Some users reported receiving units with damaged boards that were non-functional, however, K-II Enterprises has a return policy.
The meter also looks funky, but maybe you like that. Seriously, the case design is blocky, and with the rainbow meter decal and matching LED lights, it looks straight out of the 1980s.
It does not, however, come with a flux capacitor (we don’t even think that is an optional part, anyway). Warranty is only 60 days with a 30-day moneyback guarantee if the device is undamaged and K-II Enterprises is very good about honoring their warranty.
- Works great for its intended purpose
- Easy-to-read display
- Audible alarm for dangerous emissions
- A field intensity meter, not a frequency meter
- The button feels cheap like may break
- Funky! (maybe you like that)
A K-II EMF Meter
(Batteries not included)
Overview of Features
The electromagnetic field intensity is reported with a simple LED scale that is easy to read. For extremely unsafe EMF levels, there is also an audible alarm that will sound when detected.
This small EMF meter is powered by a 9-V power source, a battery that tends to last for months when used in small electronics. The magnetic field strength range of the K-II EMF Meter is 50-20000 mG.
The K-II can be purchased with either a grey or (newer) black plastic housing.
How to use it
After turning the device on (the power switch is also the center button), the K-II EMF Meter goes through a self-test and flashes its LEDs in sequence from the bottom of the detection scale, from green to red, then in reverse back to down to the green. The meter repeats this two times, then is ready for use.
So, if you turn it on and see it go to red, twice, don’t freak out. It’s just calibrating.
The K-II works on the 50/60 Hz level. It can detect field strengths from 50 Hz up to 20,000 mG signals but does not report the frequency of fields it detects, only the intensity in milli-Gauss.
That frequency coverage means all of the ELF bands and about 13% of the radio wavebands (VLF range). The meter is a single-axis device and measures left to right horizontally if held level to the floor, but needs to be rotated in the X-axis and reoriented through the Y and Z axes to get a full survey.
Think of it as a reverse flashlight, but with the beam coming in instead and you will get the idea. The EMF sensor itself consists of a 14-pin microchip mounted on a circuit board inside the device.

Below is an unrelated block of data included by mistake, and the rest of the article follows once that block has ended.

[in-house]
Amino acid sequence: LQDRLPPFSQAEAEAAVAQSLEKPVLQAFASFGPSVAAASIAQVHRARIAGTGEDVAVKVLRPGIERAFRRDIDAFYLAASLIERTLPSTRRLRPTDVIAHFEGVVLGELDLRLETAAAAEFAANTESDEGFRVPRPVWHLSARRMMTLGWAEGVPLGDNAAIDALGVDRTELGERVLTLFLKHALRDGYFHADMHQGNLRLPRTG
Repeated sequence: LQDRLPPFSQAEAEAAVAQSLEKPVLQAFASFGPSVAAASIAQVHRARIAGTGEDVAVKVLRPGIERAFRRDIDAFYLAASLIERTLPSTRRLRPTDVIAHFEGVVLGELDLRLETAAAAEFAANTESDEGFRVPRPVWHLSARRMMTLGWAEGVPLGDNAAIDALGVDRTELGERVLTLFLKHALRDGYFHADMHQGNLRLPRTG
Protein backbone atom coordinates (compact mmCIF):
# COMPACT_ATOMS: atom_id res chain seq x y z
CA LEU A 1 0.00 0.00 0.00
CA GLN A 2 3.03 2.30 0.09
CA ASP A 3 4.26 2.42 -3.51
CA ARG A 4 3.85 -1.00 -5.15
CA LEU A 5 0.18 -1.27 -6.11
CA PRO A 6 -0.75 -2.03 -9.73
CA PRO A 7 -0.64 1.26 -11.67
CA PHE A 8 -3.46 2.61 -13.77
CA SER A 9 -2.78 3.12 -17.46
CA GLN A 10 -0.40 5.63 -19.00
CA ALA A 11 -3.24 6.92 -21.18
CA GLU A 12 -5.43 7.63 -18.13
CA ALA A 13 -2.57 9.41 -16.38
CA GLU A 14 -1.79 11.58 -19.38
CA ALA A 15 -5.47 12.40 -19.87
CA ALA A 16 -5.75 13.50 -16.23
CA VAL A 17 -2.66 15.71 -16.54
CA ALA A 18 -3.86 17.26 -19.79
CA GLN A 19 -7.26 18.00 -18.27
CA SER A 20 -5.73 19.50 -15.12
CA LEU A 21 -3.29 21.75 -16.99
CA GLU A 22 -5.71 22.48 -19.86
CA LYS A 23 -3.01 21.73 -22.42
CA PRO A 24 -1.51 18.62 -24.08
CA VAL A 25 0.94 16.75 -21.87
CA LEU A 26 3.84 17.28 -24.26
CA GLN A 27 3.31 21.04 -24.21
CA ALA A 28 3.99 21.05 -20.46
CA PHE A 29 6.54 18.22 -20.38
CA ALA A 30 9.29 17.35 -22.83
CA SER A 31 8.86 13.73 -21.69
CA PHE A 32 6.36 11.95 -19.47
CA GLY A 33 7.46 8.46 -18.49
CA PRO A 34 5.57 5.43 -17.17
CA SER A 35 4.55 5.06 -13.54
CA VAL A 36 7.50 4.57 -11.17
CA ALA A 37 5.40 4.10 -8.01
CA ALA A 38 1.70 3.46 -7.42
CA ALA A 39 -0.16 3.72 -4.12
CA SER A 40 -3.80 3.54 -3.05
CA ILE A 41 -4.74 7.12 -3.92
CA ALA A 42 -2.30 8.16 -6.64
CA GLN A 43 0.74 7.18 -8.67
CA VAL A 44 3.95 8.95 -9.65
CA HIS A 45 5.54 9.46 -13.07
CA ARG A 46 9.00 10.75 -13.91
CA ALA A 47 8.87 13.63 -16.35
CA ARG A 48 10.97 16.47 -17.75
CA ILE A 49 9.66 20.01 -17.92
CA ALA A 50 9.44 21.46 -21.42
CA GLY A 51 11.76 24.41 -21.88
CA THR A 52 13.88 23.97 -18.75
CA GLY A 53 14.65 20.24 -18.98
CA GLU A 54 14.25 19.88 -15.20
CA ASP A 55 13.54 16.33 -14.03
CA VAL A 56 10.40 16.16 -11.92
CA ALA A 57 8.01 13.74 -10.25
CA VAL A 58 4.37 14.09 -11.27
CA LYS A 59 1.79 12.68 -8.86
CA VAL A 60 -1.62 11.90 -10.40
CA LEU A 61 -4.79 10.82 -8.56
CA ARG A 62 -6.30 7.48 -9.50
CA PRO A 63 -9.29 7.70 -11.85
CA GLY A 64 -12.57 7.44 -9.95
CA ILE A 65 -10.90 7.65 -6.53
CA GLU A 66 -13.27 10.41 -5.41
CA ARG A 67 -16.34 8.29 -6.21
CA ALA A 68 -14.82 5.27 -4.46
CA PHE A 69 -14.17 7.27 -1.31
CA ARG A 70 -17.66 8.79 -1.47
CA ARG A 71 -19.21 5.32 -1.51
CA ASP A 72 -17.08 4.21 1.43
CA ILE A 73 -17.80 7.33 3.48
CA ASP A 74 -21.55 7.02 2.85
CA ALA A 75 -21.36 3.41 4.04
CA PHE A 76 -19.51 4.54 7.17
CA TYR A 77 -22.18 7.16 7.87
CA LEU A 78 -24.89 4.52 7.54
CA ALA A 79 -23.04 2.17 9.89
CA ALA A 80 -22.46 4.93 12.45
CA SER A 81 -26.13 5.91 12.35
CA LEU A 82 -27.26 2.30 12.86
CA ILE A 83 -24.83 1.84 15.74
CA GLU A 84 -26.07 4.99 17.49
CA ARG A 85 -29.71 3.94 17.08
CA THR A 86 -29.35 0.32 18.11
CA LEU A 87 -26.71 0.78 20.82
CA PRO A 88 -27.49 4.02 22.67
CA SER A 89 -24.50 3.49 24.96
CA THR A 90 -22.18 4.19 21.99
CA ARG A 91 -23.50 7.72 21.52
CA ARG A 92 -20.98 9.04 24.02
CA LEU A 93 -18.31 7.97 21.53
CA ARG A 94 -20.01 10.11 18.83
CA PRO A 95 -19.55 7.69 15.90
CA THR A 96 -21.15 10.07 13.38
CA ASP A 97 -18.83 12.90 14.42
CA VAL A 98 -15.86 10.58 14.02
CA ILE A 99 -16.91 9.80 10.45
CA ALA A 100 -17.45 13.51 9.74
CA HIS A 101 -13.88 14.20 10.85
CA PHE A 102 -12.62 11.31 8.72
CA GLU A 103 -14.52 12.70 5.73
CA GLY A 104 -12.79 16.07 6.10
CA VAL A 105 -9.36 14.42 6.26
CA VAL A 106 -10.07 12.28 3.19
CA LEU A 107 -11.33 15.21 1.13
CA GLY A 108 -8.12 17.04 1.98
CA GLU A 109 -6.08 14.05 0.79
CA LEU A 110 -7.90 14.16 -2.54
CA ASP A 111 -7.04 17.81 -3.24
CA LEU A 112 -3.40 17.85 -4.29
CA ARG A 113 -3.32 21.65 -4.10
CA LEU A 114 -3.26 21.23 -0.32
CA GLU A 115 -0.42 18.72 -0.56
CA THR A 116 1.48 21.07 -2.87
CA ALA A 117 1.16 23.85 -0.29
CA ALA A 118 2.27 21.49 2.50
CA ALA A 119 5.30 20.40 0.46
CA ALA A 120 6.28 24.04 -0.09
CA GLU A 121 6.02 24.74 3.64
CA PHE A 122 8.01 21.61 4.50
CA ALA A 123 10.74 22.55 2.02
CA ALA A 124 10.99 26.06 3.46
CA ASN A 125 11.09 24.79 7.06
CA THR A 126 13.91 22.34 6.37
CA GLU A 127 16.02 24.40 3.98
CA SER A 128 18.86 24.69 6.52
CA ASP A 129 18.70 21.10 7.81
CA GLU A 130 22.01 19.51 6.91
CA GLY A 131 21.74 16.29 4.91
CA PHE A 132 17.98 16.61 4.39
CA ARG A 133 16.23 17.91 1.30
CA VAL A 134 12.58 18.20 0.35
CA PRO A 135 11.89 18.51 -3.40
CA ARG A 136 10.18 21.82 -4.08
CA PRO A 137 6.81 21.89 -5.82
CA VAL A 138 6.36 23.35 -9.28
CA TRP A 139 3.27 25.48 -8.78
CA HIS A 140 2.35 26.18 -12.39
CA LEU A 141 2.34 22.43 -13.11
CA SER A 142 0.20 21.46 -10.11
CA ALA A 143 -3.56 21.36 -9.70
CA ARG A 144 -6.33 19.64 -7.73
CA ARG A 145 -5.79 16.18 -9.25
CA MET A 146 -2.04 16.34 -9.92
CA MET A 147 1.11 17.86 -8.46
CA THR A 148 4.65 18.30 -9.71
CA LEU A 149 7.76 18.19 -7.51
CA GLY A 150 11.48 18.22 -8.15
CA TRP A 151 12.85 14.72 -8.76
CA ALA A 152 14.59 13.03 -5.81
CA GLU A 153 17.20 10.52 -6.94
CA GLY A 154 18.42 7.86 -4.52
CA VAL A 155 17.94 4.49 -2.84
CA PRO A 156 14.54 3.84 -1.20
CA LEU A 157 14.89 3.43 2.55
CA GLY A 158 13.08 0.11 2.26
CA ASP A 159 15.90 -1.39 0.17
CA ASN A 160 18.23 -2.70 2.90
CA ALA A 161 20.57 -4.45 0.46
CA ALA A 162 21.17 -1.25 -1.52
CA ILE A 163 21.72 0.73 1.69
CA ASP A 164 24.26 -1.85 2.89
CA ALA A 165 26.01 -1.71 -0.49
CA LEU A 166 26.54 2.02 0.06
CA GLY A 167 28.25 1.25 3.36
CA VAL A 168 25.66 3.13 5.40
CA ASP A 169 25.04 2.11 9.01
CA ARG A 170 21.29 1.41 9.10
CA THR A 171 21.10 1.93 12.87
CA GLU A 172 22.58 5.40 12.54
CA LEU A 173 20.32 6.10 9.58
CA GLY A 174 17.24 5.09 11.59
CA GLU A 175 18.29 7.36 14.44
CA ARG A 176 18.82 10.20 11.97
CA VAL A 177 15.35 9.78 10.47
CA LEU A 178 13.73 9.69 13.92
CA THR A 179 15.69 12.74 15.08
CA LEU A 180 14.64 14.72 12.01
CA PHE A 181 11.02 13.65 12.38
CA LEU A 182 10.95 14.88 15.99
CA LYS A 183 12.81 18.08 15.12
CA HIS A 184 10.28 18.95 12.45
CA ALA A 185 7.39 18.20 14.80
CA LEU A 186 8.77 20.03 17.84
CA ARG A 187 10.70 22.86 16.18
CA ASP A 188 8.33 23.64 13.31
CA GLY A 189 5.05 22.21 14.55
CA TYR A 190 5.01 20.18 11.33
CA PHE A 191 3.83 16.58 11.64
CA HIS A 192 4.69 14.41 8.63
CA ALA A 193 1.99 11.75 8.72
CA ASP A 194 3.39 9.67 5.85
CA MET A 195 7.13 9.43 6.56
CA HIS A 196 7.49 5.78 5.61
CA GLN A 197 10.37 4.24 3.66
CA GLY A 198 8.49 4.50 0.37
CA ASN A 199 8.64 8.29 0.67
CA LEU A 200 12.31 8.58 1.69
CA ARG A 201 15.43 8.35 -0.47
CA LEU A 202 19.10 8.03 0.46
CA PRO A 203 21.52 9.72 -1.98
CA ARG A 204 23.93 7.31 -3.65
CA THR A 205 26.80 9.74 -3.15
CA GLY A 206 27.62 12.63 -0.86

You can see this board when you open the K-II to insert a battery.
Putting aside all the supernatural stuff associated with the K-II Safe Range EMF Field Meter and despite its out-of-date aesthetic appearance, it is an effective and very sensitive EMF field intensity meter. We guess that Tim Wilson got it right in the beginning and just left the design alone.
We mean, it’s not like you will be placing this as a living room decoration or anything, but with its looks, it makes for an awesome Halloween party prop if you are going as a Ghostbuster. If you are looking for an affordable EMF field meter that works and will allow you to make room surveys in your home, at work, or in new and unfamiliar environments, then the K-II EMF Meter is what you need.
The operation of the meter is simple, the display is easy to understand (you can even read it without your glasses because it is color-coded), and the single-pole design makes mapping out EMF sources very doable.
With a little practice, you can map out the direction of EMF emissions and also use the meter to find hidden sources of EMF by doing a little direction-finding. The choice of a 9-volt battery as a power source is also great since those little cells last a lot longer than AA or AAA batteries in microelectronics.
Oh, and if you happen to have a haunting in you or your neighbor’s home, the K-II is good for ghost hunting as well. Remember, aim the business end towards the spectral entity and don’t cross the streams on the proton packs, it would be bad. I ain’t afraid of no ghosts!